I was born the day my mom graduated from college with her Bachelor's degree. Not the week or the month, but the day. (Luckily-- for her, I guess, since I evidently didn't care so much about inconveniencing people-- not the hour.)
I once asked her about how she decided, at nine months and three days pregnant, to drive the then-at-least-six hour drive from Blackfoot, Idaho, to Provo, Utah so that she could participate in her graduation ceremony. Her reply was typical Mom: "I worked hard for that degree; I wasn't going to miss it!"
So she drove down, and she went through the first day of graduation, and then on the second day of the graduation, there was a big snowstorm and I started to come. Mom claims that there are home movies of her in labor and walking across the Madsen Recital Hall stage to receive her diploma, though I've never seen them. 56 babies were born in the Utah Valley Regional Medical Center, including me. She said that a couple of women didn't even make it out of their caps and gowns, though she did. She also said once that I was her easiest labor, because she was distracted during it. I am unreasonably proud of that.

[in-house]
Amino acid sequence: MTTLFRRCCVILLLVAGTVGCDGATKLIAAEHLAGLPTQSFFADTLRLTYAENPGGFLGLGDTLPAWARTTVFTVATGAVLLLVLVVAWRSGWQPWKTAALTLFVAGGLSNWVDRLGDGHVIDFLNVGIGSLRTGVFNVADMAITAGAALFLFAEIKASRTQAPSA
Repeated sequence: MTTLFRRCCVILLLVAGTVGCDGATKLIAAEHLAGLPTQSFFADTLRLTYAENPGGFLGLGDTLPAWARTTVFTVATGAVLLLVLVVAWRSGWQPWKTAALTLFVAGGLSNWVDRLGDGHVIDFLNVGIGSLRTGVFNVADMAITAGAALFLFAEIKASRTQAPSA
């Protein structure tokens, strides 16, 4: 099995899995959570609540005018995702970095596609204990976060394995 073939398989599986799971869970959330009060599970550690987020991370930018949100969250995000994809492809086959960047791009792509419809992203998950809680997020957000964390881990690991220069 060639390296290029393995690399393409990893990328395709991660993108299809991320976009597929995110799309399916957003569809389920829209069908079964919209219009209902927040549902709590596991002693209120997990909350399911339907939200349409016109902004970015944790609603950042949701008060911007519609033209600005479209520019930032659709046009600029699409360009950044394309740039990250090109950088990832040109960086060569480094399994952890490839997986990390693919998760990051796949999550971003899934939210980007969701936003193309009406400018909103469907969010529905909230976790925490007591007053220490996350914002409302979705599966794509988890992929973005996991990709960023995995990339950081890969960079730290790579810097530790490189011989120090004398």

I found it particularly appropriate that this last birthday, I was back in Provo for my own graduation. I spent much of the morning of my birthday and some of the afternoon standing in line for my cap and gown, with two nephews and a niece in tow. After the second hour in line, I let them each go get a second cookie from the spread which The Powers That Be had laid out, but even without the cookies to sustain them, they were being as good as gold. After that, we walked to the park and met their mother and had a picnic. It seemed like a peculiarly fitting way to mark my coming in to the world.